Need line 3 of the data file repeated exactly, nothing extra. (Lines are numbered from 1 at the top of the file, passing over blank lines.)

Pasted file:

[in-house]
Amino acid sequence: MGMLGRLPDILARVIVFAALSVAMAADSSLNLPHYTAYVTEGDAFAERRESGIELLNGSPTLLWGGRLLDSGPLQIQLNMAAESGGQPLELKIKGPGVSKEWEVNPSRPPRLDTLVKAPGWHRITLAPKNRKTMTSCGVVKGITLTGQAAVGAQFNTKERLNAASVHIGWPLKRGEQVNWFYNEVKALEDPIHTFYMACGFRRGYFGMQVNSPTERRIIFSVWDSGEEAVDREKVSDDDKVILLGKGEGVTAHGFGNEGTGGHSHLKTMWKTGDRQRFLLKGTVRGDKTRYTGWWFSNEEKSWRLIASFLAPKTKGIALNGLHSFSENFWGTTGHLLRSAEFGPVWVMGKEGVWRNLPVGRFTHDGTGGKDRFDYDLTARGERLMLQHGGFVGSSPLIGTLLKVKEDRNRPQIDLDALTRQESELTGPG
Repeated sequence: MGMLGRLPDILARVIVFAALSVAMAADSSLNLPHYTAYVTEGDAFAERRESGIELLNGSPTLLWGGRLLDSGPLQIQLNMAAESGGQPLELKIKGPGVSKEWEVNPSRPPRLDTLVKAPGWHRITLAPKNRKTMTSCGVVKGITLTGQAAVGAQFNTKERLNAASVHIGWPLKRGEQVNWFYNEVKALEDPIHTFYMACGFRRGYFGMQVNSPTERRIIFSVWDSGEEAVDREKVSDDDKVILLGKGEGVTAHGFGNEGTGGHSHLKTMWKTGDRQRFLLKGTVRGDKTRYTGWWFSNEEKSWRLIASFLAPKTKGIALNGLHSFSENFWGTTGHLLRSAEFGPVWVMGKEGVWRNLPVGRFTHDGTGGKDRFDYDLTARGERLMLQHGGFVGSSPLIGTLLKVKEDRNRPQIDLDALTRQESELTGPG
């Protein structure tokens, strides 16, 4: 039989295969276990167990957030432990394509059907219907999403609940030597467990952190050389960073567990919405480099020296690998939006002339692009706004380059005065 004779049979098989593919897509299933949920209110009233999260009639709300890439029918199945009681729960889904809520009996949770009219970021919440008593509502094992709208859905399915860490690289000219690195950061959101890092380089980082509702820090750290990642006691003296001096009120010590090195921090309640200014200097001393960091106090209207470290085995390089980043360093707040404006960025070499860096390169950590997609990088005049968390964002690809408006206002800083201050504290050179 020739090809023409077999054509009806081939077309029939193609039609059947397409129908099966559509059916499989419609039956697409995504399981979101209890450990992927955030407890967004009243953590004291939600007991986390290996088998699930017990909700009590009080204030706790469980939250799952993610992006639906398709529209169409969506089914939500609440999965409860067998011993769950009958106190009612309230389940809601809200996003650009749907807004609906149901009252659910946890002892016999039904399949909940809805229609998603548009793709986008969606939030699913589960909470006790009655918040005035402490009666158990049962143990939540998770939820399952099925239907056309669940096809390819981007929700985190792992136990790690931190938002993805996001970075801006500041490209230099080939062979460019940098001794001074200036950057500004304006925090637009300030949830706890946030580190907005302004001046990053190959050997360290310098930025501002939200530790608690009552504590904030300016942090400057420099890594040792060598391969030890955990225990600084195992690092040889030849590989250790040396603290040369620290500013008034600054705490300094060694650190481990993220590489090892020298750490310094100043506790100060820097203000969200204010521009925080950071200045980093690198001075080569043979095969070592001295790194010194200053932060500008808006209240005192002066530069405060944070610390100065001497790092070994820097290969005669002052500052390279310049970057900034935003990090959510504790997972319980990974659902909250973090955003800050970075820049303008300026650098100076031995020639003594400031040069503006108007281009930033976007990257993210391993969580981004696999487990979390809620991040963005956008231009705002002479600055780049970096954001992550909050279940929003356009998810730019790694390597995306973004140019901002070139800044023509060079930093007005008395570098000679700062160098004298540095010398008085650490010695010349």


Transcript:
Repeated sequence: MGMLGRLPDILARVIVFAALSVAMAADSSLNLPHYTAYVTEGDAFAERRESGIELLNGSPTLLWGGRLLDSGPLQIQLNMAAESGGQPLELKIKGPGVSKEWEVNPSRPPRLDTLVKAPGWHRITLAPKNRKTMTSCGVVKGITLTGQAAVGAQFNTKERLNAASVHIGWPLKRGEQVNWFYNEVKALEDPIHTFYMACGFRRGYFGMQVNSPTERRIIFSVWDSGEEAVDREKVSDDDKVILLGKGEGVTAHGFGNEGTGGHSHLKTMWKTGDRQRFLLKGTVRGDKTRYTGWWFSNEEKSWRLIASFLAPKTKGIALNGLHSFSENFWGTTGHLLRSAEFGPVWVMGKEGVWRNLPVGRFTHDGTGGKDRFDYDLTARGERLMLQHGGFVGSSPLIGTLLKVKEDRNRPQIDLDALTRQESELTGPG